ALBION — Her fondness for dogs?

“We went to see ‘Lady and the Tramp’ in a movie theater when I was 7,” Dr. Erika Pailer, 36, said.

After the movie, her grandpa took her to a pet store where there was a cocker spaniel, the breed featured in the Disney film. She was hooked.

“I told my parents I had to have it,” she said.

Now dogs and cats are not only her passion, but her occupation.

Pailer has purchased the Albion Veterinary Clinic practice from Dr. Rick Carmien. She knows she has big shoes to fill.

“I’m going to try to do good by Dr. Carmien’s legacy,” Pailer said. “I know he is very respected throughout the community. I am going to try to carry that on.”

Pailer is carrying on Carmien’s tradition by breaking away from her more urban roots.

She grew up in a large city in New Mexico. She knew she wanted to become a veterinarian, so she chose to pursue her degree at Purdue University.

It was there she met her husband.

“I love Indiana, so I stayed,” she said.

But she wasn’t quite through with the big city yet. After graduating from Purdue, she worked two years as a general vet practice, then spent eight years in emergency veterinarian medicine in Indianapolis.

When Carmien’s practice came up for sale, she jumped at the chance to try a more rural approach to life.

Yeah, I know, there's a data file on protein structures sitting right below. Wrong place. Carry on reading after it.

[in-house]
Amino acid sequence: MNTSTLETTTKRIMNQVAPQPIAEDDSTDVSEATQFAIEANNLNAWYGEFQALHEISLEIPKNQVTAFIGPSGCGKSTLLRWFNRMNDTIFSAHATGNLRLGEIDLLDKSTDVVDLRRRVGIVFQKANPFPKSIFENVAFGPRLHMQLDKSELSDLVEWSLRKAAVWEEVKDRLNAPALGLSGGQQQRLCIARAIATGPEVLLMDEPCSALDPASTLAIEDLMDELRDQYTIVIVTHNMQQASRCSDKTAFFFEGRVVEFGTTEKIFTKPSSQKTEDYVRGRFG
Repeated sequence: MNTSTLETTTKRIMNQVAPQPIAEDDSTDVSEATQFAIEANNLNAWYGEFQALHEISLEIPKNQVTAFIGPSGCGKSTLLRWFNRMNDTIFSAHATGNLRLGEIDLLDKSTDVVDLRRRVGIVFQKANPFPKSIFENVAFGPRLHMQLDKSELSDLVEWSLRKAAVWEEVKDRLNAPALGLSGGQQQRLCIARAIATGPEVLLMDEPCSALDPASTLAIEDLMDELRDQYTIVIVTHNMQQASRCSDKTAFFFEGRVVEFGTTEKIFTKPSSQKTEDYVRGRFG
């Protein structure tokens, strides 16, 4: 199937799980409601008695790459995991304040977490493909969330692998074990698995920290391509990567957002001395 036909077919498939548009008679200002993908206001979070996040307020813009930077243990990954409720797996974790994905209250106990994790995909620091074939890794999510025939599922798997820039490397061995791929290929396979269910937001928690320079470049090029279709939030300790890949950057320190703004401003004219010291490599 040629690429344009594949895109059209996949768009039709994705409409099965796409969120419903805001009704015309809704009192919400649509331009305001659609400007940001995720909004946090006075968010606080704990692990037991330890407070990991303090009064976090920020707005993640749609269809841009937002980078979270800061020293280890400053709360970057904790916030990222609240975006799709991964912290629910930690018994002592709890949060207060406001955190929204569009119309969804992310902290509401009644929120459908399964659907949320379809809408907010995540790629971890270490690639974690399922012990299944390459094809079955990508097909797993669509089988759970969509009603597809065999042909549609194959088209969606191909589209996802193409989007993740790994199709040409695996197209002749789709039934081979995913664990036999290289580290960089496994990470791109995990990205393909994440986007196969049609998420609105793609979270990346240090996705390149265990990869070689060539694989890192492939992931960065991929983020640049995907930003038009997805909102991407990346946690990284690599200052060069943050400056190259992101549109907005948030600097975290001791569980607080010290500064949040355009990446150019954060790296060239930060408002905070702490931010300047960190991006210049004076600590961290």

“It’s so nice to be out of Indianapolis,” she said. “We love the country, the hiking and the lakes. We are absolutely loving the area.”

The best part of her job is helping people and their animals. The most difficult part?

“That I can’t help everything all the time,” she said. “That’s not always possible.”

Her husband works for Steel Dynamics in Whitley County.

Her office hours are going to be from 8 a.m. to 6 p.m. on Mondays, Wednesdays and Fridays. On Tuesdays and Thursdays, her practice will be open from 8 a.m. to 5 p.m. Saturday hours will be from 8 a.m. to noon.

She said an illness known as canine influenza is headed this way. Symptoms of canine influence include coughing, sneezing and lethargy. The illness could lead to pneumonia.

“It’s very, very infectious,” she said.

If someone suspects their dog may be suffering from canine influenza, they should seeks treatment.

“Bring it in,” she said. “There are treatments that are available.”

Recommended for you

(0) comments

Welcome to the discussion.

Keep it Clean. Please avoid obscene, vulgar, lewd, racist or sexually-oriented language.
PLEASE TURN OFF YOUR CAPS LOCK.
Don't Threaten. Threats of harming another person will not be tolerated.
Be Truthful. Don't knowingly lie about anyone or anything.
Be Nice. No racism, sexism or any sort of -ism that is degrading to another person.
Be Proactive. Use the 'Report' link on each comment to let us know of abusive posts.
Share with Us. We'd love to hear eyewitness accounts, the history behind an article.